No, that's silly there are billions of "moving parts" in the body and the common cold is generally not a threat to any of them. You only feel the symptoms because of the side effects of your body's methods for fighting back. Headaches, muscle aches, sneezing, watery eyes, fever, coughs, etc aren't caused by the virus itself, but your body's response to its presence. They are all common symptoms exhibited after an immuno response to a relatively innocous threat, they are all over your body and endured by various systems. Suggesting that the body's systems are not massively interconnected is indeed foolhearty.
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Re: Attn: Smokers in the US

Postby Dorvan » Tue Jun 28, 2011 5:11 pm

As lung capacity decreases, respirations increase. The net effect is still the same amount of oxygen flow to your body - as much as it needs.


*citation needed

Fivelives wrote:Not really. Our bodies are factories. We take in raw materials and process them into an end product - in this case, oxygen and nutrients are the raw materials and energy and waste are the end products. An entire assembly line doesn't come grinding to a halt just because a few workers are out sick, so what makes you think our bodies would? If that was the case, then any illness would be life threatening, even something simple like the common cold.


Actually, the common cold is a perfectly good example of how a single illness can affect many different systems. Your argument is more akin to saying that if a factory loses a chunk of it's power or water, that that loss doesn't affect the overall functioning of the factory, or that a part shortage in one area doesn't affect the overall output. The systems of our body each provide services that are essential to other systems. When one system is damaged, it affects the ability of other systems to function. This is exactly why you will often see tipping points of rapidly declining health for patients, as failures of some systems become severe enough to cause damage to others.

Bottom line: Smoking is not good for your health, but it's not as bad as people say it is. The effects are (mostly) minor and mostly affect people with preexisting conditions or predispositions to certain problems. In an otherwise healthy smoker, the body compensates for the various effects of smoking very well.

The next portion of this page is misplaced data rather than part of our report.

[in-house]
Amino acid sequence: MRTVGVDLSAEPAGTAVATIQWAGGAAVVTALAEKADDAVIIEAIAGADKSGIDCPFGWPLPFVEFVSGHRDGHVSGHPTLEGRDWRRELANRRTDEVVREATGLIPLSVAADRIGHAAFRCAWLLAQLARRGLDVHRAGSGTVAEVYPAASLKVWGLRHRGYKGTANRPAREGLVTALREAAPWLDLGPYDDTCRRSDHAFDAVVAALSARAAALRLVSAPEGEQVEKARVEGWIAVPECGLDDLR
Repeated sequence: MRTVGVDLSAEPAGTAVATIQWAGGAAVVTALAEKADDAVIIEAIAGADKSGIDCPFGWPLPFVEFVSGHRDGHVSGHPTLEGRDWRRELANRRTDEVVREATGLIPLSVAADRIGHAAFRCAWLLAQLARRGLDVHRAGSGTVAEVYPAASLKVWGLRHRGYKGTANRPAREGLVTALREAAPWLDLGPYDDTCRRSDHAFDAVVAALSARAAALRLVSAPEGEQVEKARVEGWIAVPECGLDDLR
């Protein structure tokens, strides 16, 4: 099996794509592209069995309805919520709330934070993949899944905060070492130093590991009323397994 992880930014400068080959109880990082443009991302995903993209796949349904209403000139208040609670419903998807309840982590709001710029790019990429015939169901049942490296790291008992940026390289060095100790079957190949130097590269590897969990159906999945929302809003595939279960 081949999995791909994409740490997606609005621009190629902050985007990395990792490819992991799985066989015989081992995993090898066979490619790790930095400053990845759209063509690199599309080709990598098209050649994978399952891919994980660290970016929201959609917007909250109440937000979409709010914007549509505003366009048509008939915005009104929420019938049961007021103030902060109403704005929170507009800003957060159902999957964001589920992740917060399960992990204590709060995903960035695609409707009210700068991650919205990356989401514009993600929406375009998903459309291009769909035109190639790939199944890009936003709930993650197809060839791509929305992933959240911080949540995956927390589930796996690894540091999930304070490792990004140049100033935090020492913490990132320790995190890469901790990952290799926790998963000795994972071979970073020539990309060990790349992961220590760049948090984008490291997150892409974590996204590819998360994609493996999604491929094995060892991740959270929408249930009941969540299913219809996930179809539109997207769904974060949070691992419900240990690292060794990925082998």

The reason smoking is demonized is because it's hard for us to accept that "sometimes, shit just happens". We as a species need to blame something, and cigarettes are a convenient scapegoat. It serves a dual purpose - gives us an explanation as to "why" bad shit happens, and allows us to feel a sense of moral superiority by saying that it's the person's fault for making the choice.


Sorry, but this is a load of utter bullshit, and shows that you don't actually understand what the expression "correlation is not causation" means...it's not carte blanche for rejecting any scientific result you don't like. Instead, what it means is that when a correlation between A and B is found, one of the following is true:

A causes B
B causes A (note that "causes" does not have to be a 100% deterministic process to be a valid statement)
some third factor C causes both A and B

When a study finds a correlation between smoking and various diseases, rejecting the most direct hypothesis - that smoking contributes to the illness, requires some alternate causal explanation. Saying that the illness causes smoking can usually be ruled out.

The two most common destructive things you can do to your health are to become obese and to smoke. To claim the the consequences of smoking are "minor" is nothing short of delusional. If you'd like to refute this, here are some arguments for you to start in against:

http://www.cdc.gov/tobacco/data_statist ... g_smoking/
http://health.howstuffworks.com/wellnes ... health.htm
http://en.wikipedia.org/wiki/Health_effects_of_tobacco

In total, the life expectancy of smokers is about 13 years shorter than that of non-smokers. Now, maybe you'll be one of the lucky ones that doesn't have any serious issues...but in russian roulette of life, I have no desire to fill extra chambers.
Last edited by Dorvan on Sat Jul 02, 2011 10:42 am, edited 1 time in total.